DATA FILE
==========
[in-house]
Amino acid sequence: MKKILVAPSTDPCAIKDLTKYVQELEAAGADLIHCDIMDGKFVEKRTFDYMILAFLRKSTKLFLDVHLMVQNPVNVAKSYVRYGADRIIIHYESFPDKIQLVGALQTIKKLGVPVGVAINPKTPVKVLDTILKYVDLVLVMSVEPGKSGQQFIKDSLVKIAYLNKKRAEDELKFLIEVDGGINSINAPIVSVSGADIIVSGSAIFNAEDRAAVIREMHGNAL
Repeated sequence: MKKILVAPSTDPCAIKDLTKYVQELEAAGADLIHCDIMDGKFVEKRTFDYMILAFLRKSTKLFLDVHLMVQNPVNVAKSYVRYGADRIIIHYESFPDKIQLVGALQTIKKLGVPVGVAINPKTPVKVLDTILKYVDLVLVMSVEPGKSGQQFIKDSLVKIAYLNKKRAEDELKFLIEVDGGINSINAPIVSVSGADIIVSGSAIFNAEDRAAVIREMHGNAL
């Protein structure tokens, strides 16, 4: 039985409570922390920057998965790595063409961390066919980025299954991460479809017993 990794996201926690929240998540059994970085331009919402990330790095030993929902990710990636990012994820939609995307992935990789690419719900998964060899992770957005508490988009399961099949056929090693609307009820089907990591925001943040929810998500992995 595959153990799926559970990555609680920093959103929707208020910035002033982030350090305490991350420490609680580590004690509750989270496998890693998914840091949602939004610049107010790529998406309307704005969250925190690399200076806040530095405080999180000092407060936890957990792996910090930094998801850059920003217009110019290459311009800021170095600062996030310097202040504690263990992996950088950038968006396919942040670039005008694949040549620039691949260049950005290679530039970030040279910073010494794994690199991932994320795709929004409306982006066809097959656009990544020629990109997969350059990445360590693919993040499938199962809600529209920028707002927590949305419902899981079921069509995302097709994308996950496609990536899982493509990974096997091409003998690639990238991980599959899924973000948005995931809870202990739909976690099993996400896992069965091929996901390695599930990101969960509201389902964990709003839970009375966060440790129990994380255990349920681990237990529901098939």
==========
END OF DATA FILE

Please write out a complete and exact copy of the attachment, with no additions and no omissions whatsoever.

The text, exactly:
[in-house]
Amino acid sequence: MKKILVAPSTDPCAIKDLTKYVQELEAAGADLIHCDIMDGKFVEKRTFDYMILAFLRKSTKLFLDVHLMVQNPVNVAKSYVRYGADRIIIHYESFPDKIQLVGALQTIKKLGVPVGVAINPKTPVKVLDTILKYVDLVLVMSVEPGKSGQQFIKDSLVKIAYLNKKRAEDELKFLIEVDGGINSINAPIVSVSGADIIVSGSAIFNAEDRAAVIREMHGNAL
Repeated sequence: MKKILVAPSTDPCAIKDLTKYVQELEAAGADLIHCDIMDGKFVEKRTFDYMILAFLRKSTKLFLDVHLMVQNPVNVAKSYVRYGADRIIIHYESFPDKIQLVGALQTIKKLGVPVGVAINPKTPVKVLDTILKYVDLVLVMSVEPGKSGQQFIKDSLVKIAYLNKKRAEDELKFLIEVDGGINSINAPIVSVSGADIIVSGSAIFNAEDRAAVIREMHGNAL
């Protein structure tokens, strides 16, 4: 039985409570922390920057998965790595063409961390066919980025299954991460479809017993 990794996201926690929240998540059994970085331009919402990330790095030993929902990710990636990012994820939609995307992935990789690419719900998964060899992770957005508490988009399961099949056929090693609307009820089907990591925001943040929810998500992995 595959153990799926559970990555609680920093959103929707208020910035002033982030350090305490991350420490609680580590004690509750989270496998890693998914840091949602939004610049107010790529998406309307704005969250925190690399200076806040530095405080999180000092407060936890957990792996910090930094998801850059920003217009110019290459311009800021170095600062996030310097202040504690263990992996950088950038968006396919942040670039005008694949040549620039691949260049950005290679530039970030040279910073010494794994690199991932994320795709929004409306982006066809097959656009990544020629990109997969350059990445360590693919993040499938199962809600529209920028707002927590949305419902899981079921069509995302097709994308996950496609990536899982493509990974096997091409003998690639990238991980599959899924973000948005995931809870202990739909976690099993996400896992069965091929996901390695599930990101969960509201389902964990709003839970009375966060440790129990994380255990349920681990237990529901098939």